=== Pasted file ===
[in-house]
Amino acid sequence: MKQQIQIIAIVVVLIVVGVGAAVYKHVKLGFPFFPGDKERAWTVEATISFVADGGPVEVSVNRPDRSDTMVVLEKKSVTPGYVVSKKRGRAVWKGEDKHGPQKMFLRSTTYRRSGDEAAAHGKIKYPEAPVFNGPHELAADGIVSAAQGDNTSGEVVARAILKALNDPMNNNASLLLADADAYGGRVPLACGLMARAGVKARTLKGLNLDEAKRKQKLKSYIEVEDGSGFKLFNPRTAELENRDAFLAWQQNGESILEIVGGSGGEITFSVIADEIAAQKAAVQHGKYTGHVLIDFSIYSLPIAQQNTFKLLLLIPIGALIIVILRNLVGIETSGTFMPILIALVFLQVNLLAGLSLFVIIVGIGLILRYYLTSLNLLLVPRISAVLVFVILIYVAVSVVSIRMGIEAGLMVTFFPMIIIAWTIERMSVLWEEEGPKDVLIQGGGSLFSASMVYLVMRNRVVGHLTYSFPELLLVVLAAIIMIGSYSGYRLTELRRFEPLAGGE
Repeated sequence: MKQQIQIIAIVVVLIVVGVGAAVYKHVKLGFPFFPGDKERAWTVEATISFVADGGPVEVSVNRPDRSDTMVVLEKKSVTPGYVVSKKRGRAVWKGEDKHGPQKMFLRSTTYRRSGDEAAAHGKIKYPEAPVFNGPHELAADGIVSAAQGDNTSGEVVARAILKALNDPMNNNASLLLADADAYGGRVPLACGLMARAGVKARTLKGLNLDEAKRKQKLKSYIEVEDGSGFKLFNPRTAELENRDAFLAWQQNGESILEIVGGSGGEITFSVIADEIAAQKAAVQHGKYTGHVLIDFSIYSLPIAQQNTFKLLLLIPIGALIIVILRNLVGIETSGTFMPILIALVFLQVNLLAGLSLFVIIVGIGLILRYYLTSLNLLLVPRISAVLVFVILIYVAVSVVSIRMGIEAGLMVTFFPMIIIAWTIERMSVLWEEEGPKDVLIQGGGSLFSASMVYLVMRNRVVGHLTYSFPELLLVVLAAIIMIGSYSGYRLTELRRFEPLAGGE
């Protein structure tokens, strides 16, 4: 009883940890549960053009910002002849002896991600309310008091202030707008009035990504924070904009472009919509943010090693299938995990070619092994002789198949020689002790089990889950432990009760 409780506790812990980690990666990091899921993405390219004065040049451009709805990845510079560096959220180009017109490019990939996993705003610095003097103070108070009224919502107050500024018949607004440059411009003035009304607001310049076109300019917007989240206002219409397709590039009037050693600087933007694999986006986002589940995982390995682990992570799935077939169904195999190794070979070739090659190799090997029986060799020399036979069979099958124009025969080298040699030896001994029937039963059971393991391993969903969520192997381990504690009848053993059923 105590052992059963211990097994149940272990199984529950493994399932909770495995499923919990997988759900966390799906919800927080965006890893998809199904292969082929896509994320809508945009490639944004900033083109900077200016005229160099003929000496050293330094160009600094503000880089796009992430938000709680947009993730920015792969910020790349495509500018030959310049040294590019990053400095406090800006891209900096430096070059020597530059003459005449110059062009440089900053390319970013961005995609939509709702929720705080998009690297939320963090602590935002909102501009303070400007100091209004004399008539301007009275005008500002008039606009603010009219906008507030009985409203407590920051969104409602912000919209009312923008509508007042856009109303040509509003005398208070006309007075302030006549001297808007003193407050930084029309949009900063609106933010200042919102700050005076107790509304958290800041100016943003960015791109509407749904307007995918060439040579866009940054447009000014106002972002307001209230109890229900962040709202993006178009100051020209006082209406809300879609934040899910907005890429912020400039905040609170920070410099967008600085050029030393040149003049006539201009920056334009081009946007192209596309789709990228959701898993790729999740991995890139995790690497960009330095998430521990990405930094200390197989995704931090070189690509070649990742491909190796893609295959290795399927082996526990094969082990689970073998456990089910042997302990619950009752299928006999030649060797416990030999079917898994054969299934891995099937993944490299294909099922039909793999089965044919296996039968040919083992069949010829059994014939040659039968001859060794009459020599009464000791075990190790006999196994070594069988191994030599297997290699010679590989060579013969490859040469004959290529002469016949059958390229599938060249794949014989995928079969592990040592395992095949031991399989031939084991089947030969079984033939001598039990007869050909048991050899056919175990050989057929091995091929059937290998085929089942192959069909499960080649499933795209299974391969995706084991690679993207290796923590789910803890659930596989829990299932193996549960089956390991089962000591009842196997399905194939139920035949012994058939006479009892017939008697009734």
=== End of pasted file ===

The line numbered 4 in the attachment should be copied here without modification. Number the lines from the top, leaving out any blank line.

């Protein structure tokens, strides 16, 4: 009883940890549960053009910002002849002896991600309310008091202030707008009035990504924070904009472009919509943010090693299938995990070619092994002789198949020689002790089990889950432990009760 409780506790812990980690990666990091899921993405390219004065040049451009709805990845510079560096959220180009017109490019990939996993705003610095003097103070108070009224919502107050500024018949607004440059411009003035009304607001310049076109300019917007989240206002219409397709590039009037050693600087933007694999986006986002589940995982390995682990992570799935077939169904195999190794070979070739090659190799090997029986060799020399036979069979099958124009025969080298040699030896001994029937039963059971393991391993969903969520192997381990504690009848053993059923 105590052992059963211990097994149940272990199984529950493994399932909770495995499923919990997988759900966390799906919800927080965006890893998809199904292969082929896509994320809508945009490639944004900033083109900077200016005229160099003929000496050293330094160009600094503000880089796009992430938000709680947009993730920015792969910020790349495509500018030959310049040294590019990053400095406090800006891209900096430096070059020597530059003459005449110059062009440089900053390319970013961005995609939509709702929720705080998009690297939320963090602590935002909102501009303070400007100091209004004399008539301007009275005008500002008039606009603010009219906008507030009985409203407590920051969104409602912000919209009312923008509508007042856009109303040509509003005398208070006309007075302030006549001297808007003193407050930084029309949009900063609106933010200042919102700050005076107790509304958290800041100016943003960015791109509407749904307007995918060439040579866009940054447009000014106002972002307001209230109890229900962040709202993006178009100051020209006082209406809300879609934040899910907005890429912020400039905040609170920070410099967008600085050029030393040149003049006539201009920056334009081009946007192209596309789709990228959701898993790729999740991995890139995790690497960009330095998430521990990405930094200390197989995704931090070189690509070649990742491909190796893609295959290795399927082996526990094969082990689970073998456990089910042997302990619950009752299928006999030649060797416990030999079917898994054969299934891995099937993944490299294909099922039909793999089965044919296996039968040919083992069949010829059994014939040659039968001859060794009459020599009464000791075990190790006999196994070594069988191994030599297997290699010679590989060579013969490859040469004959290529002469016949059958390229599938060249794949014989995928079969592990040592395992095949031991399989031939084991089947030969079984033939001598039990007869050909048991050899056919175990050989057929091995091929059937290998085929089942192959069909499960080649499933795209299974391969995706084991690679993207290796923590789910803890659930596989829990299932193996549960089956390991089962000591009842196997399905194939139920035949012994058939006479009892017939008697009734």